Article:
Alejandro Zelaya, the finance minister of El Salvador, said that the Central American government has postponed the issuance of its long-awaited Bitcoin-backed bond in anticipation of better market circumstances.
What was the initial plan?
Between March 15th and March 20th, the government had initially hoped to sell $1 billion in bonds to the public, of which $500 million would be converted into Bitcoin and $500 million would be used for infrastructure and Bitcoin mining.
At least five years are required for investors to hang on to the bond and receive dividends while El Salvador liquidates the BTC.
The plan was called “volcano bonds” because it wanted to use electricity from the Conchagua volcano to power mining.
The reason for the postponement
Zelaya said current market volatility and the confrontation between Russia and Ukraine have forced officials to postpone the debut date, maybe until September.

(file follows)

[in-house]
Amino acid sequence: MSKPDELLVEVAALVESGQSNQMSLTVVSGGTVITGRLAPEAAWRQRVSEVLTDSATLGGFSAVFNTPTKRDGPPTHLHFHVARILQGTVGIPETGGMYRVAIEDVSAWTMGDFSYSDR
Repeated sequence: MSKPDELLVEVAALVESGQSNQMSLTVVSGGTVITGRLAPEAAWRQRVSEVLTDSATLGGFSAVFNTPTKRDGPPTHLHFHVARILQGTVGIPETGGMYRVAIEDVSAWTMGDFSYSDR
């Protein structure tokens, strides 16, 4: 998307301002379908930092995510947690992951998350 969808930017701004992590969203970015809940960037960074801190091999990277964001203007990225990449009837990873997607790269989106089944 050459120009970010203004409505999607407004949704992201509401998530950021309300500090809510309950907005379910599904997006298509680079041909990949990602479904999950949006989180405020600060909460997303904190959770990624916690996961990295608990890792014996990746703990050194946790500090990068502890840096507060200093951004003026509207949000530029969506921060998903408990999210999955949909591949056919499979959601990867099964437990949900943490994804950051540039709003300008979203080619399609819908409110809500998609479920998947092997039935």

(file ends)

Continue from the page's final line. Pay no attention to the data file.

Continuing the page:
However, he thinks getting out to the global market in the fall is challenging.
About the Bitcoin Bond
President Nayib Bukele announced plans to establish a “Bitcoin City” in November 2021, which would be financed by the sale of bonds with an annual coupon of 6.5 percent, which will be issued in November 2022.
Half of the money will be used to buy bitcoin (BTC), and the other half will be used to build infrastructure and mine bitcoin with geothermal energy.
Zelaya claims that the bond will be issued by La Geo, a state-owned thermal energy corporation, rather than by the federal government itself. He went on to say that the Salvadoran government would issue a sovereign guarantee for it.
Last year, El Salvador became the first nation to accept BTC as legal tender. Several politicians, government bodies, and the International Monetary Fund have criticized the action, whereas it has also received praise from Bitcoin enthusiasts.